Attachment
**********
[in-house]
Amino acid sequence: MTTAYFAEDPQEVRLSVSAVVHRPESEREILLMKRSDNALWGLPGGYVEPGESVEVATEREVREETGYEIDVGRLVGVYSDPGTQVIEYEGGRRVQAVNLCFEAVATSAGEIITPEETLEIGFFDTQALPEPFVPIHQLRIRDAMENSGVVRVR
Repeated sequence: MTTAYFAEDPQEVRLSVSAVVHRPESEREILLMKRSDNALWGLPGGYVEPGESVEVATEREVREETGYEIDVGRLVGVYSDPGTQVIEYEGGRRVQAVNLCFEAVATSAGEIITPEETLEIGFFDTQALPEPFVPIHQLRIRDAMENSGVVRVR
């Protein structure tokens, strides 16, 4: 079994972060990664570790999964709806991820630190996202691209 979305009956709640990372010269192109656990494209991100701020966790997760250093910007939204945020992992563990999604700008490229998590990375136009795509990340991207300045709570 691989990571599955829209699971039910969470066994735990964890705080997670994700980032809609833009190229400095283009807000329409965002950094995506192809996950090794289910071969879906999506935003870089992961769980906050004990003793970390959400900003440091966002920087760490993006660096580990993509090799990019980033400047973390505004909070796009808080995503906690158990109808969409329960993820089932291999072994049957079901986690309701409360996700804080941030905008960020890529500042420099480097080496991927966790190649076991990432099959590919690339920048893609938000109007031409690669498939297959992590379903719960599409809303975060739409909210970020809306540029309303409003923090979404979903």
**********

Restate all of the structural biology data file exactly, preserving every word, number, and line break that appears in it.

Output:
[in-house]
Amino acid sequence: MTTAYFAEDPQEVRLSVSAVVHRPESEREILLMKRSDNALWGLPGGYVEPGESVEVATEREVREETGYEIDVGRLVGVYSDPGTQVIEYEGGRRVQAVNLCFEAVATSAGEIITPEETLEIGFFDTQALPEPFVPIHQLRIRDAMENSGVVRVR
Repeated sequence: MTTAYFAEDPQEVRLSVSAVVHRPESEREILLMKRSDNALWGLPGGYVEPGESVEVATEREVREETGYEIDVGRLVGVYSDPGTQVIEYEGGRRVQAVNLCFEAVATSAGEIITPEETLEIGFFDTQALPEPFVPIHQLRIRDAMENSGVVRVR
């Protein structure tokens, strides 16, 4: 079994972060990664570790999964709806991820630190996202691209 979305009956709640990372010269192109656990494209991100701020966790997760250093910007939204945020992992563990999604700008490229998590990375136009795509990340991207300045709570 691989990571599955829209699971039910969470066994735990964890705080997670994700980032809609833009190229400095283009807000329409965002950094995506192809996950090794289910071969879906999506935003870089992961769980906050004990003793970390959400900003440091966002920087760490993006660096580990993509090799990019980033400047973390505004909070796009808080995503906690158990109808969409329960993820089932291999072994049957079901986690309701409360996700804080941030905008960020890529500042420099480097080496991927966790190649076991990432099959590919690339920048893609938000109007031409690669498939297959992590379903719960599409809303975060739409909210970020809306540029309303409003923090979404979903």